LOUISVILLE, Ky. (WDRB) -- He's only been on the job a week, but Marty Pollio isn't wasting any time as the new leader of Doss High School.
Despite several turnaround efforts and millions of dollars in assistance over the past decade, the school in southwestern Jefferson County has struggled with low test scores, impoverished students and high teacher turnover for years.
"There is, without a doubt, a sense of urgency here at Doss," Pollio told WDRB News on Wednesday. "We have students who are not reaching their full potential and that is something that must be addressed immediately."
Pollio, who spent eight years as principal at Jeffersontown High School, was named the new principal of Doss on July 1.
"The first course of action was to set up meetings and meet with every staff member," said Pollio, who is the third principal to lead Doss in five years. "It's extremely important to meet with people and get a sense of where we are and where we need to go as a school."
Pollio replaces Ken Moeller, who left Doss after a state leadership assessment determined he did not have the capacity to continue the school's turnaround efforts. Moeller has since been named the principal at the Phoenix School of Discovery, a specialty school for students who choose to opt out of a regular school setting.
Doss was identified as a persistently low-achieving school by the Kentucky Department of Education in 2010 and has been the focus of restructuring efforts by officials in Jefferson County Public Schools.
According to most recent accountability results, Doss jumped from the 8th percentile in the state in 2013 to the 25th percentile in 2014.
However, test scores at Doss remain well below the state average -- 38 percent of students scored proficient on the history exam, 29 percent scored proficient on English exam, 27 percent were proficient on the math exam and only 13 percent were proficient on the science exam.
"I have a real firm belief in the instructional plan that I will implement here at Doss," Pollio says. "And I want to see that instructional plan in every single classroom."
As Pollio talks, he ackowledges the dry-erase board hanging on his office wall that keeps a running list of teacher vacancies. With less than a month before the first day of school Aug 12, he needs to interview and hire three assistant principals and 10 more teachers.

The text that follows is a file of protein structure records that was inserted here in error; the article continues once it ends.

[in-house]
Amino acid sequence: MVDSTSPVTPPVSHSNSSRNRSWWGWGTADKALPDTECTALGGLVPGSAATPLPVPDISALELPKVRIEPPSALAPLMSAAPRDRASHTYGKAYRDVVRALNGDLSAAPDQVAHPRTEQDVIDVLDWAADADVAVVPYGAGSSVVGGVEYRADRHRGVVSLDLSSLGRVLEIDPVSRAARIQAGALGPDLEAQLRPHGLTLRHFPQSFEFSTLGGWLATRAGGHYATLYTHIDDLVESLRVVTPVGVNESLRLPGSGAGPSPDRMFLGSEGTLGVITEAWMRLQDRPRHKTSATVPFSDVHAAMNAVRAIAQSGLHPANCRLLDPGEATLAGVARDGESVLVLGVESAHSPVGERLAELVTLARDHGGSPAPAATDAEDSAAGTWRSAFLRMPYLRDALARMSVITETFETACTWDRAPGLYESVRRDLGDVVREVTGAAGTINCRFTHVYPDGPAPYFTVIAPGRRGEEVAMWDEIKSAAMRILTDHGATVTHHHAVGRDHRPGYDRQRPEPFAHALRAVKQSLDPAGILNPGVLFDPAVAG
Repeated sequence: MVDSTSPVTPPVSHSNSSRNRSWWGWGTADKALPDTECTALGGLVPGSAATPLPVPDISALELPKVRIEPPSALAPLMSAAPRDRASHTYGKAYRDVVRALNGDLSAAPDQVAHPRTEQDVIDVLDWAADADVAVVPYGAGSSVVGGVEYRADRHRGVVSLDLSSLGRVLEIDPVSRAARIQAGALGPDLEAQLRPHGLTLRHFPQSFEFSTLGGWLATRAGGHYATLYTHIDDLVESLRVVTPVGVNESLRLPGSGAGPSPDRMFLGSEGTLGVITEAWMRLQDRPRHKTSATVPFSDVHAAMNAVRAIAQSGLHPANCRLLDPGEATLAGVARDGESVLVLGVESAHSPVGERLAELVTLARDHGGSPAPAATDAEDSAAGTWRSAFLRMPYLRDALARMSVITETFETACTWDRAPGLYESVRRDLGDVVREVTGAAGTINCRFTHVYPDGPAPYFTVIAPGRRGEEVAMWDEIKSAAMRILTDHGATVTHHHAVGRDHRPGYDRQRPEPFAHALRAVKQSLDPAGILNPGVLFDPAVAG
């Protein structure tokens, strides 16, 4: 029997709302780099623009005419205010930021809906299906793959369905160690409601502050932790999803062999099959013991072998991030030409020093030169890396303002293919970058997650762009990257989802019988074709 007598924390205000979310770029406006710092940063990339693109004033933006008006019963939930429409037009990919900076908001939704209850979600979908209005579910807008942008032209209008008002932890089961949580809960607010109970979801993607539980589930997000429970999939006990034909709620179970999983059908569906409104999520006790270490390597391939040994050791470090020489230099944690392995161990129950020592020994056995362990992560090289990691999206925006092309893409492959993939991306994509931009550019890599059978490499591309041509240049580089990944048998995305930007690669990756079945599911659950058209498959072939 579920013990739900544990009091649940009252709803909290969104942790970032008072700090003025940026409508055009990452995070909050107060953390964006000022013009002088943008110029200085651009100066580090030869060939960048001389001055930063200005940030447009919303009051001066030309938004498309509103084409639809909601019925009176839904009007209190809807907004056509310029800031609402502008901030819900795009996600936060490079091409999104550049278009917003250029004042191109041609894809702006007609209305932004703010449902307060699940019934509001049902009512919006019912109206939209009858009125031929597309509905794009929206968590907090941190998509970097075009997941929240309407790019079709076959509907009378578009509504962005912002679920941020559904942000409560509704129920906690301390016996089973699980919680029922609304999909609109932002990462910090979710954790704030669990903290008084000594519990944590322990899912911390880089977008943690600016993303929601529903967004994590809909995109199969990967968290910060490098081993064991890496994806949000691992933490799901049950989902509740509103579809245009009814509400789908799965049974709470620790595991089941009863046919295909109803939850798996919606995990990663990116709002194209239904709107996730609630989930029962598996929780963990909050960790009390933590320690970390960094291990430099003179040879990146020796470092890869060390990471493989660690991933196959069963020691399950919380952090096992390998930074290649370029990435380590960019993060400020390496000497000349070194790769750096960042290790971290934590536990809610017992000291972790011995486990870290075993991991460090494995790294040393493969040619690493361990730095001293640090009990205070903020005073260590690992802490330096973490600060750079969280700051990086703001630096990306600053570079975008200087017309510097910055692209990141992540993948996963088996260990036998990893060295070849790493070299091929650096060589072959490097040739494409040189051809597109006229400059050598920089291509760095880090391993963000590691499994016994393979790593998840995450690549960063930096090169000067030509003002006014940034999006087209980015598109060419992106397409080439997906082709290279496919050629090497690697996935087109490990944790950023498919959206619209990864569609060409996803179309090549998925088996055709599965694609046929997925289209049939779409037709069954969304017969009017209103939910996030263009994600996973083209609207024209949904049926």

"For whatever reason, teacher turnover has been high over the past few years," Pollio said. "It makes it very challenging and difficult to bring in new people every single year and not have year to year growth with the same staff. A big focus for me is getting people to stay here. That's a big culture issue that I will have to work on."
Doss had three assistant principals last year and of that only one -- Meosha Williams -- will return.
Brian Garrett was transferred to an assistant principal position at The Brown School and Clay Holbrook left to take a job at the Kentucky Department of Education.
In addition, JCPS Superintendent Donna Hargens has given Pollio additional money to hire a fourth assistant principal at Doss -- a position he says will be used to provide extra support for teachers.
"The vast majority of teachers at Doss are fairly new to the profession," he said. "We have to be able to provide support for these new teachers so they can continue to grow."
Pollio said he is looking at every aspect of the school -- from class schedules and teacher planning periods to discipline and culture -- and will work with his team to implement changes.
"I'm not one to make changes just for the sake of change," he said. "But there are changes that need to be made and I want teachers and students to to notice a difference when they walk in the door on the first day."
Pollio says another big goal is to improve the school's image.
Doss High School opened in 1967. It was built to relieve overcrowding from Butler, Fairdale, Western, Pleasure Ridge Park and Valley High Schools. Once a popular school in the south end of Louisville, student enrollment was dwindled in recent years.
"Right now, a lot of students in this area are not choosing to go to Doss," Pollio said. "A big thing that I think is necessary is convincing people in this community that Doss is the school they want to go to. That comes by improving what we do each and every day."
Reporter Antoinette Konz can be reached at 502-585-0838 or @tkonz on Twitter.
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